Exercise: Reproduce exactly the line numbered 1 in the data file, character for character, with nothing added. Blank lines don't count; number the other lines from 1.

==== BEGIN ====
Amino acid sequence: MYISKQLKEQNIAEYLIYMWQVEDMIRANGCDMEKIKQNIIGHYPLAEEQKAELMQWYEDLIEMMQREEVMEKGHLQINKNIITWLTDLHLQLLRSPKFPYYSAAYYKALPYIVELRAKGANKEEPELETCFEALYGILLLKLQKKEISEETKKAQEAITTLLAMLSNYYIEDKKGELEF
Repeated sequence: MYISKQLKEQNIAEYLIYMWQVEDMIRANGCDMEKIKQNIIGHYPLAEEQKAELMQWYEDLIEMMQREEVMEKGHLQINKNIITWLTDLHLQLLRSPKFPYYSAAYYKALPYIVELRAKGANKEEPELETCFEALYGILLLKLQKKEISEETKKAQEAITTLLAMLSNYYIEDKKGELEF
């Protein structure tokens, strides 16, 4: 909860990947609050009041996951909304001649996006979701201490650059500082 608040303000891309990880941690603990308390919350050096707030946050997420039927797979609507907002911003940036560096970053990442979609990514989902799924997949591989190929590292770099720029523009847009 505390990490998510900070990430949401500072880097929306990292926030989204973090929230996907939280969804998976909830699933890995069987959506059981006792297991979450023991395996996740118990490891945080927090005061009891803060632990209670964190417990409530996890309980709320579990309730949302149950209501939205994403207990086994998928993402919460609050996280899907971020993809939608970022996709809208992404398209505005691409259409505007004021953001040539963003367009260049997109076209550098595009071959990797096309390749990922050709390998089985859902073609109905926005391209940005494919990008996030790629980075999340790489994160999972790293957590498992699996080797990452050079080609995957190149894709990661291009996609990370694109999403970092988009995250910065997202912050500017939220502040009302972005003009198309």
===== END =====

Amino acid sequence: MYISKQLKEQNIAEYLIYMWQVEDMIRANGCDMEKIKQNIIGHYPLAEEQKAELMQWYEDLIEMMQREEVMEKGHLQINKNIITWLTDLHLQLLRSPKFPYYSAAYYKALPYIVELRAKGANKEEPELETCFEALYGILLLKLQKKEISEETKKAQEAITTLLAMLSNYYIEDKKGELEF